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Bid-ask spreads in multiple dealer settings: Some experimental evidence

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  • Lucy F. Ackert
  • Bryan K. Church

Abstract

We report the results of an experiment designed to investigate the behavior of quoted spreads in multiple-dealer markets. We manipulate verbal communication (not allowed and allowed) and order preferencing (not allowed, allowed, and allowed with order-flow payment) between eighteen sessions. Without preferencing, spreads are wider when communication is allowed. With preferencing (and no order-flow payments), individuals do not have incentives to narrow the spread and a wide spread may be maintained without a collusive agreement. However, spreads narrow somewhat when individuals are given the opportunity to compete using alternatives to price (that is, payment for order flow).

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Bibliographic Info

Paper provided by Federal Reserve Bank of Atlanta in its series Working Paper with number 98-9.

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Date of creation: 1998
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Publication status: Published in Financial Management, Spring 1999
Handle: RePEc:fip:fedawp:98-9

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Keywords: Financial markets;

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  1. Christie, William G & Schultz, Paul H, 1994. " Why Do NASDAQ Market Makers Avoid Odd-Eighth Quotes?," Journal of Finance, American Finance Association, vol. 49(5), pages 1813-40, December.
  2. Glosten, Lawrence R. & Milgrom, Paul R., 1985. "Bid, ask and transaction prices in a specialist market with heterogeneously informed traders," Journal of Financial Economics, Elsevier, vol. 14(1), pages 71-100, March.
  3. Godek, Paul E., 1996. "Why Nasdaq market makers avoid odd-eighth quotes," Journal of Financial Economics, Elsevier, vol. 41(3), pages 465-474, July.
  4. Dutta, Prajit K & Madhavan, Ananth, 1997. " Competition and Collusion in Dealer Markets," Journal of Finance, American Finance Association, vol. 52(1), pages 245-76, March.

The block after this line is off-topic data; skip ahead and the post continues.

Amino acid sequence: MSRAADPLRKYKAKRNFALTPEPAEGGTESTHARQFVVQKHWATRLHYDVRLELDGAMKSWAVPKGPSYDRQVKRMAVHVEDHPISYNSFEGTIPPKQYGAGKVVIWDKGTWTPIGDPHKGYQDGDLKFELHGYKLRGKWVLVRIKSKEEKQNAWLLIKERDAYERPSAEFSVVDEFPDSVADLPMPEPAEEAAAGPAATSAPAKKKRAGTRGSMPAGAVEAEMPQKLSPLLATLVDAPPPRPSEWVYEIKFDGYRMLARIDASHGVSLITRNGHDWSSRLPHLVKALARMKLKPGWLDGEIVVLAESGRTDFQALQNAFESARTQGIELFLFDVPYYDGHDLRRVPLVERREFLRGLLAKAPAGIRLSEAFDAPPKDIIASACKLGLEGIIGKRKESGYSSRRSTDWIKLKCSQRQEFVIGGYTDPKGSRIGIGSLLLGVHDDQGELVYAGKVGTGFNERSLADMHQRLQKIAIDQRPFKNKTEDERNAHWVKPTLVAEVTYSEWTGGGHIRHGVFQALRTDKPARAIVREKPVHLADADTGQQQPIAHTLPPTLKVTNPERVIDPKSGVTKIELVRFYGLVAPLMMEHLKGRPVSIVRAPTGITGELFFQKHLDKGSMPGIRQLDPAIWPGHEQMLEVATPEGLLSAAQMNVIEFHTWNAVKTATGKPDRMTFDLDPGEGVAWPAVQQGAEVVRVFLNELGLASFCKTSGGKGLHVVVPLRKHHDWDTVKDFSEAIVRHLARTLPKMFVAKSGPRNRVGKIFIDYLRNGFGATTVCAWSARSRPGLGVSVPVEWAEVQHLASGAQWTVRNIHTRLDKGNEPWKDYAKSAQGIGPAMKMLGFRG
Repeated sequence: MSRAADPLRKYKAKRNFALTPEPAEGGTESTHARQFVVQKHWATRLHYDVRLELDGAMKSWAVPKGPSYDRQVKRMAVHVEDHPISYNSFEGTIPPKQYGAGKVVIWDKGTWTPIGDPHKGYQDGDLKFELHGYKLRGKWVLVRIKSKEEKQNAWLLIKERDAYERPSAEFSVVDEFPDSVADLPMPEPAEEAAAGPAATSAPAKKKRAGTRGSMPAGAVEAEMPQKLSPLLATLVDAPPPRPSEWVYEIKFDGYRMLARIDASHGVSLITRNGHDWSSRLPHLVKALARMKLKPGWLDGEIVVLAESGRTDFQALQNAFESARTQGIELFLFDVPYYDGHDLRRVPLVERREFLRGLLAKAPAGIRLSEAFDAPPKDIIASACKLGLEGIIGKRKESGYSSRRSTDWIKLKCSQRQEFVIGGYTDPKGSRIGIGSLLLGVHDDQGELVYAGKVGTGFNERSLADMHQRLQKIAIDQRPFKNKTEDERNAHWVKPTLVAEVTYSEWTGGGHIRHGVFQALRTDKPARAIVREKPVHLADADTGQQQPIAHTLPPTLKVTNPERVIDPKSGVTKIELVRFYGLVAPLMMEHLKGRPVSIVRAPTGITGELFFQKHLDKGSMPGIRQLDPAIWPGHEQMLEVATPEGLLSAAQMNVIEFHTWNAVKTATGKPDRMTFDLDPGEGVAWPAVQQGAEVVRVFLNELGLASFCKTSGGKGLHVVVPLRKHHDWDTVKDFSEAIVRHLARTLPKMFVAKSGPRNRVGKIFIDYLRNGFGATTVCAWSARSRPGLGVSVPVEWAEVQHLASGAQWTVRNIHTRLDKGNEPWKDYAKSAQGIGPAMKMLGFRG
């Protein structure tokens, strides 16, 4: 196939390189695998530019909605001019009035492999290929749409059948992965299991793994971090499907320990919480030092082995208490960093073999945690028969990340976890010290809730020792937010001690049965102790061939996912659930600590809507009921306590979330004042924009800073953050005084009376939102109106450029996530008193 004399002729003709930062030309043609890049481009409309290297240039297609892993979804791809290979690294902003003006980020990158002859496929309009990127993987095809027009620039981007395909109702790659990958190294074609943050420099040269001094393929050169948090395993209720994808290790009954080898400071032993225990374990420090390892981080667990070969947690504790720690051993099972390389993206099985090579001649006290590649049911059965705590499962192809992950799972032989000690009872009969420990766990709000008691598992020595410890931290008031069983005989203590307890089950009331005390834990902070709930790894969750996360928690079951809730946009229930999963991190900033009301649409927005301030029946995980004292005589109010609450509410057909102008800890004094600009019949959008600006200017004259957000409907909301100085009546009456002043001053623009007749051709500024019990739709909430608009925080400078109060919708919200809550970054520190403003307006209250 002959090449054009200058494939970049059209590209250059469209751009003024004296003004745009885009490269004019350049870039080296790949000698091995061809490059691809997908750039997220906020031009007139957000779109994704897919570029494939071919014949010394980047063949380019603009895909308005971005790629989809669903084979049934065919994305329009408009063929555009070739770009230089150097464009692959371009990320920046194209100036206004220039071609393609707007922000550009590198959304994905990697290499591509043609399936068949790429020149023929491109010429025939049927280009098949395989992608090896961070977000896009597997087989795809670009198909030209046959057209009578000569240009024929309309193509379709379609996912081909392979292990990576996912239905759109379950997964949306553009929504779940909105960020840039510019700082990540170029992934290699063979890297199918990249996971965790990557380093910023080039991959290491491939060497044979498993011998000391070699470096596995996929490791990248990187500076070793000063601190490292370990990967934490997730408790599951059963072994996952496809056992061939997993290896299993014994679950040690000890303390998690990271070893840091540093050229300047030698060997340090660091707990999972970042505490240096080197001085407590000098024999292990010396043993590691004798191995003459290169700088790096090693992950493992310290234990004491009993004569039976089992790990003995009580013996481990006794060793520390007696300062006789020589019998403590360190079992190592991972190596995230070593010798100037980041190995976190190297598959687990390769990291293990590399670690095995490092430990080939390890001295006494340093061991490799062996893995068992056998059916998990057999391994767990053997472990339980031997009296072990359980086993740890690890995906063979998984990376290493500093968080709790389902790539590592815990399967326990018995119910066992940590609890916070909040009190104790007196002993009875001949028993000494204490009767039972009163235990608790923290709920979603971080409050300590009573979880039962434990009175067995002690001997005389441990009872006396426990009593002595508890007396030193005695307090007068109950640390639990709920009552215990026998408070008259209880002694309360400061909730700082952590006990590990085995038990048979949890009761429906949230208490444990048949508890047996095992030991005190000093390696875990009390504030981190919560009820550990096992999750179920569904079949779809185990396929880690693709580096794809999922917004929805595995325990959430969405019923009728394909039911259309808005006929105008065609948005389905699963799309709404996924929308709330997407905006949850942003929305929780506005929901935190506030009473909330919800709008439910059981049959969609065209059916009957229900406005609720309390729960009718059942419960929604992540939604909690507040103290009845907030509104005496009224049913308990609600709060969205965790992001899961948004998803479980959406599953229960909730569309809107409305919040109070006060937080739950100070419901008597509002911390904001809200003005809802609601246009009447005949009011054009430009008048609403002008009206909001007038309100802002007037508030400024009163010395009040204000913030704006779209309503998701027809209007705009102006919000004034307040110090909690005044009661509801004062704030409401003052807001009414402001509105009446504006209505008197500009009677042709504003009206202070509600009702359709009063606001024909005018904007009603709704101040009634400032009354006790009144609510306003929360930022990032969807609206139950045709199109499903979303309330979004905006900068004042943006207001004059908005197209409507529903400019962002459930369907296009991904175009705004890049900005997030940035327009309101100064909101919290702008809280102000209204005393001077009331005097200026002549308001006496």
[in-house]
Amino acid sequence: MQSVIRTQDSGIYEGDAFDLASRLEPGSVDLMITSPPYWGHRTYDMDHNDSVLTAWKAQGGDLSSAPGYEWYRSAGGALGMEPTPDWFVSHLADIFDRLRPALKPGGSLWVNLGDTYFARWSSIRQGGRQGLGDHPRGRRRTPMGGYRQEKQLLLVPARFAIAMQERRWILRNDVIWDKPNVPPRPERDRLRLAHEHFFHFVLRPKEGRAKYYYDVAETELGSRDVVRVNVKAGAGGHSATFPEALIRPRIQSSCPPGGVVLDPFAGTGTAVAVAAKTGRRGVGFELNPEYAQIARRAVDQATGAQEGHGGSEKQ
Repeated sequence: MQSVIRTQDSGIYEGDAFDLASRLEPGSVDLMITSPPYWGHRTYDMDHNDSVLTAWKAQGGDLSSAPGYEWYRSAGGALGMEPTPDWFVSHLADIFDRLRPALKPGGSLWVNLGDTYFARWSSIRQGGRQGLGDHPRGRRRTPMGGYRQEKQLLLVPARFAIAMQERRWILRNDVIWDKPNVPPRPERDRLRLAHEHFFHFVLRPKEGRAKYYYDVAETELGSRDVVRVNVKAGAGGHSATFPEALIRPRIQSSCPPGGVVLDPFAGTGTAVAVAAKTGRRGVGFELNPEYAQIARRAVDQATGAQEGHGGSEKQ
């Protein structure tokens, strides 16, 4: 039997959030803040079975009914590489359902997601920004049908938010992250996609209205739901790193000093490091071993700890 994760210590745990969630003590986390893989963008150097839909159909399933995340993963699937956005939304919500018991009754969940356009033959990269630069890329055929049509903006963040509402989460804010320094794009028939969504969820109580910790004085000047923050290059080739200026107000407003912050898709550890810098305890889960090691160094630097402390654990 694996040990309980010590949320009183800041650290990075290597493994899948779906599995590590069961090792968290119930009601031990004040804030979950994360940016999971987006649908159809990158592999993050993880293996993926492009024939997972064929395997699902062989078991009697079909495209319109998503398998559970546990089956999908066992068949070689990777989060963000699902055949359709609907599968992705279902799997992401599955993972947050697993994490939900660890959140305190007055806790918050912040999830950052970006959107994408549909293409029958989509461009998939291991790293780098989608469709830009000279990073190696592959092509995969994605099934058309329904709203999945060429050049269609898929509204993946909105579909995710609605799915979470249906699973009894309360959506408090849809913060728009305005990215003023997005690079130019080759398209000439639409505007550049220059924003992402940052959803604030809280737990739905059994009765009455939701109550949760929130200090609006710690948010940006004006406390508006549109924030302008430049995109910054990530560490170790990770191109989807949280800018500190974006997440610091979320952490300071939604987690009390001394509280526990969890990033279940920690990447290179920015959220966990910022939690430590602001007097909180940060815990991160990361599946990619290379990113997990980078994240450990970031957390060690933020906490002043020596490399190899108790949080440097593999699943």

5. Goswami, Gautam & Noe, Thomas H & Rebello, Michael J, 1996. "Collusion in Uniform-Price Auctions: Experimental Evidence and Implications for Treasury Auctions," Review of Financial Studies, Society for Financial Studies, vol. 9(3), pages 757-85.
  6. Kandel, Eugene & Marx, Leslie M., 1997. "Nasdaq market structure and spread patterns," Journal of Financial Economics, Elsevier, vol. 45(1), pages 61-89, July.
  7. Oliver Hansch & Narayan Y. Naik & S. Viswanathan, 1999. "Preferencing, Internalization, Best Execution, and Dealer Profits," Journal of Finance, American Finance Association, vol. 54(5), pages 1799-1828, October.
  8. Huang, Roger D. & Stoll, Hans R., 1996. "Dealer versus auction markets: A paired comparison of execution costs on NASDAQ and the NYSE," Journal of Financial Economics, Elsevier, vol. 41(3), pages 313-357, July.
  9. Eugene Kandel & Leslie M. Marx, 1999. "Payments for Order Flow on Nasdaq," Journal of Finance, American Finance Association, vol. 54(1), pages 35-66, 02.
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Cited by:
  1. Loistl, Otto & Schossmann, Bernd & Veverka, Alexander, 2004. "Tick size and spreads: The case of Nasdaq's decimalization," European Journal of Operational Research, Elsevier, vol. 155(2), pages 317-334, June.
  2. Lucy F. Ackert & Bryan K. Church, 1998. "Competitiveness and price setting in dealer markets," Economic Review, Federal Reserve Bank of Atlanta, issue Q 3, pages 4-11.
  3. Chung, Kee H. & Chuwonganant, Chairat & McCormick, D. Timothy, 2004. "Order preferencing and market quality on NASDAQ before and after decimalization," Journal of Financial Economics, Elsevier, vol. 71(3), pages 581-612, March.
  4. Chung, Kee H. & Chuwonganant, Chairat & McCormick, D. Timothy, 2006. "Does internalization diminish the impact of quote aggressiveness on dealer market share?," Journal of Financial Intermediation, Elsevier, vol. 15(1), pages 108-131, January.

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